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Publication numberUS5839842 A
Publication typeGrant
Publication dateNov 24, 1998
Filing dateFeb 17, 1998
Priority dateFeb 5, 1998
Fee statusPaid
Also published asCA2260435A1
Publication numberUS 5839842 A, US 5839842A, US-A-5839842, US5839842 A, US5839842A
InventorsJill Dene Wanat, Howard Bruce Kaiserman
Original AssigneeLever Brothers Company, Division Of Conopco, Inc.
Export CitationBiBTeX, EndNote, RefMan
External Links: USPTO, USPTO Assignment, Espacenet
Cleansing system including a toilet bar and sponge supported within a porous pouch
US 5839842 A
A cleansing kit is provided which includes a pouch of netted mesh, a closed cell sponge and a toilet bar. Preferably the sponge is sculpted in the form of a mitt or cartoon character.
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What is claimed is:
1. A cleansing kit for children to practice good hygiene comprising:
(i) a closable pouch formed of an open cell material;
(ii) a closed cell sponge held within the pouch;
(iii) a toilet bar supported within the pouch; and
(iv) a sheet of instructions on use of components of the kit.
2. The kit according to claim 1 wherein the pouch is formed of a diamond netted mesh material.
3. The kit according to claim 2 wherein the material is polyethylene.
4. The kit according to claim 1 wherein the sponge is a polyurethane substance.
5. The kit according to claim 1 wherein the toilet bar is formed from a surfactant selected from the group consisting of salts of acyl isethionate, alkyl glyceryl ether sulfonate, alkyl or acyl sarcosinate, stearate, alkyl ether sulfonate, alkyl sulfate, cocoamidopropylbetaine and mixtures thereof.
6. The kit according to claim 1 wherein the pouch further comprises a drawstring across an open mouth of the pouch.
7. The kit according to claim 1 wherein the closed cell sponge is formed in a shape of a hand or mitt.
8. The kit according to claim 1 wherein the closed cell sponge is sculpted as a cartoon caricature.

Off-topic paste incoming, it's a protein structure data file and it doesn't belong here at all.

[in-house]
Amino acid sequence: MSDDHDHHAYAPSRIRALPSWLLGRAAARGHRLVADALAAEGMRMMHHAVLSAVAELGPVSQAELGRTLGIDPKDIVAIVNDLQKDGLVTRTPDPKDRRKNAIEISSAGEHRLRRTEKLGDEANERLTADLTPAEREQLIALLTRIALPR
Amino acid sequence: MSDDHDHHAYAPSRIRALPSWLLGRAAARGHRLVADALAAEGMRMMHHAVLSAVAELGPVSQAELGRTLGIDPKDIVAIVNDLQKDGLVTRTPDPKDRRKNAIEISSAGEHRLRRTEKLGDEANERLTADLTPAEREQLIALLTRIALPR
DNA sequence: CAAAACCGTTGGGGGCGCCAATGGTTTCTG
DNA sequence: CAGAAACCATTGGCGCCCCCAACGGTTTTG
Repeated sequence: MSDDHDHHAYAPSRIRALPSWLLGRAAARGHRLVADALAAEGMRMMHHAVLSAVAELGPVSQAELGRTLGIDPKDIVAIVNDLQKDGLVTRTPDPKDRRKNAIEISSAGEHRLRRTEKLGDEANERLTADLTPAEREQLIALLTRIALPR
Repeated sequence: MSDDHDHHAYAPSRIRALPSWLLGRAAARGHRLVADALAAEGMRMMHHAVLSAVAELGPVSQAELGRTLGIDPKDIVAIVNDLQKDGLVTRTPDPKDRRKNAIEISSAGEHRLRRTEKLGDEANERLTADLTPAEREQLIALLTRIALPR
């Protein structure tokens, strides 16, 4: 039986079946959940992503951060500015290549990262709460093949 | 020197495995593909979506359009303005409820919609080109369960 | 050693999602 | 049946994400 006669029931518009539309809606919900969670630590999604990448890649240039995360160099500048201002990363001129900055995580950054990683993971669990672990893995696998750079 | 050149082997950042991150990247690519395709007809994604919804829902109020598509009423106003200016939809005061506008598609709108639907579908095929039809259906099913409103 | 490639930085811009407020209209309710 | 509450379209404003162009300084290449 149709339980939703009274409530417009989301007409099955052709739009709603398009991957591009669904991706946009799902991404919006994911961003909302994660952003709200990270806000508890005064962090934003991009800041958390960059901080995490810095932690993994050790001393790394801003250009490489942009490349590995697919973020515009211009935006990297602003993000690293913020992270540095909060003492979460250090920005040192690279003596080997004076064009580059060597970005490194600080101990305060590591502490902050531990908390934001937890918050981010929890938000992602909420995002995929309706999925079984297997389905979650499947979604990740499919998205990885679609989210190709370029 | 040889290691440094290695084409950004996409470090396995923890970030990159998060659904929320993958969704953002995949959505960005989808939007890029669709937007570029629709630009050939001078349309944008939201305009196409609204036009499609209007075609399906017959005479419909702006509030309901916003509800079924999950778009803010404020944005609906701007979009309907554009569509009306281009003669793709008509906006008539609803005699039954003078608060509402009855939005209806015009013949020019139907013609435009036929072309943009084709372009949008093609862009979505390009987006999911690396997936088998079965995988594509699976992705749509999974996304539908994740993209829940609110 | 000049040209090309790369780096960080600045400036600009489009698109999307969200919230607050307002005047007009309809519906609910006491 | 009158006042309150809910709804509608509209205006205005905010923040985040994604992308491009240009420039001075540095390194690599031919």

This application claims priority through a Provisional Application Ser. No. 60/073,815 filed Feb. 5, 1998 under 35 U.S.C. § 119(e).

This application claims priority through a Provisional Application Ser. No. 60/073,815 filed Feb. 5, 1998 under 35 U.S.C. § 119(e).


1. Field of the Invention

The invention concerns a personal cleansing system or kit wherein a toilet bar and sponge are held within confines of a porous pouch.

2. The Related Art

Toilet bars are highly popular cleansing products. In many countries toilet bars have been sold packaged within a diamond mesh draw-string controlled netted pouch. There have been suggestions to employ the pouch as a cleansing implement in conjunction with the lather producing bar.

One of the earliest disclosures is U.S. Pat. No. 1,682,119 (Field) wherein a metallic fabric wrapper or bag of sufficiently fine mesh is provided with soap in flake or fragment form. U.S. Pat. No. 2,607,940 (Miller) reports a bag of open mesh material so constructed as to permit easy insertion of soap while preventing its accidental escape from the bag. Similar concepts with pouch holding mechanisms are reported in U.S. Pat. No. 3,167,805 (Zuppinger et al.) and U.S. Pat. No. 4,480,939 (Upton).

None of the prior art is particularly attractive to children while also affording a modicum of antibacterial hygiene. Furthermore, the open celled meshed bags when employed as a lathering device have certain shortcomings. These are not as resilient as closed cell foamed sponges, are difficult to form into child attracting shapes and lack the ergonomic excitement of squeezability.

Accordingly, it is an object of the present invention to provide a cleansing kit which is attractive to children yet also provides for good hygiene.

Another object of the present invention is to provide a cleansing kit holding a toilet bar and a combination of two implements one of which improves foaming and the other maintains the ergonomic benefits of squeezability and solidity.

These and other objects of the present invention will more fully be described in the accompanying summary and detailed description.


A cleansing kit is provided which includes:

(i) a closable pouch formed of an open cell material;

(ii) a closed cell sponge held within the pouch; and

(iii) a toilet bar supported within the pouch.

Furthermore, a method is provided for cleansing a human body which includes applying to the body the aforementioned kit in the presence of water, generating foam from interaction of the kit with water and then lathering the body with the kit and resultant foam. After the cleansing experience, hygiene of the kit to discourage microbial growth is practiced by hanging the pouch with its sponge and toilet bar contents for drying.